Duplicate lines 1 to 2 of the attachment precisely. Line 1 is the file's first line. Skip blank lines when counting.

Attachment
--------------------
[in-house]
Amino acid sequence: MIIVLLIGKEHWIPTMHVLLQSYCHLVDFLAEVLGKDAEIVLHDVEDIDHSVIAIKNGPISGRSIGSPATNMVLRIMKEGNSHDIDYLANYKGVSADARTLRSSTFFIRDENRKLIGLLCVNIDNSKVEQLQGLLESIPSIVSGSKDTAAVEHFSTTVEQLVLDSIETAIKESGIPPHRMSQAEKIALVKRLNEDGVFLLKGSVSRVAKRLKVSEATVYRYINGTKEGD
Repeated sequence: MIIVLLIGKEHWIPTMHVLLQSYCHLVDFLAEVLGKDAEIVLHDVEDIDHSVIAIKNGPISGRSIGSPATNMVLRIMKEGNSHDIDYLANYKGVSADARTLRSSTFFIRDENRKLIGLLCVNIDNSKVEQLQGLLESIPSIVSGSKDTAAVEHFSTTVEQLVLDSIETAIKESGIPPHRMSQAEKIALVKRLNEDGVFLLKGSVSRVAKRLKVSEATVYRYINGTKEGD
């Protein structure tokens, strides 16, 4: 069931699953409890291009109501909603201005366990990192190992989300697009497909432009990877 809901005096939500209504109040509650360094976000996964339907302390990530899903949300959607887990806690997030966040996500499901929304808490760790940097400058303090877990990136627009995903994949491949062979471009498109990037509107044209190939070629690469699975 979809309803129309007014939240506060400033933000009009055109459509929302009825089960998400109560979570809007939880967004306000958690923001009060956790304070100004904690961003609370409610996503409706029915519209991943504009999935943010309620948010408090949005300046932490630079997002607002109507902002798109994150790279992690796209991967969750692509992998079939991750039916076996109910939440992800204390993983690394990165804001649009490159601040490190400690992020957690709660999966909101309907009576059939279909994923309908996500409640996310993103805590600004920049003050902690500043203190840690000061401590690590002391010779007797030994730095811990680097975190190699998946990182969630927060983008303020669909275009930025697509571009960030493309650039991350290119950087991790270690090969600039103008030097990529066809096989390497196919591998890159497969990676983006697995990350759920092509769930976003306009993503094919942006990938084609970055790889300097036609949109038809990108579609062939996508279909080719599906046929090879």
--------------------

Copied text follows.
[in-house]
Amino acid sequence: MIIVLLIGKEHWIPTMHVLLQSYCHLVDFLAEVLGKDAEIVLHDVEDIDHSVIAIKNGPISGRSIGSPATNMVLRIMKEGNSHDIDYLANYKGVSADARTLRSSTFFIRDENRKLIGLLCVNIDNSKVEQLQGLLESIPSIVSGSKDTAAVEHFSTTVEQLVLDSIETAIKESGIPPHRMSQAEKIALVKRLNEDGVFLLKGSVSRVAKRLKVSEATVYRYINGTKEGD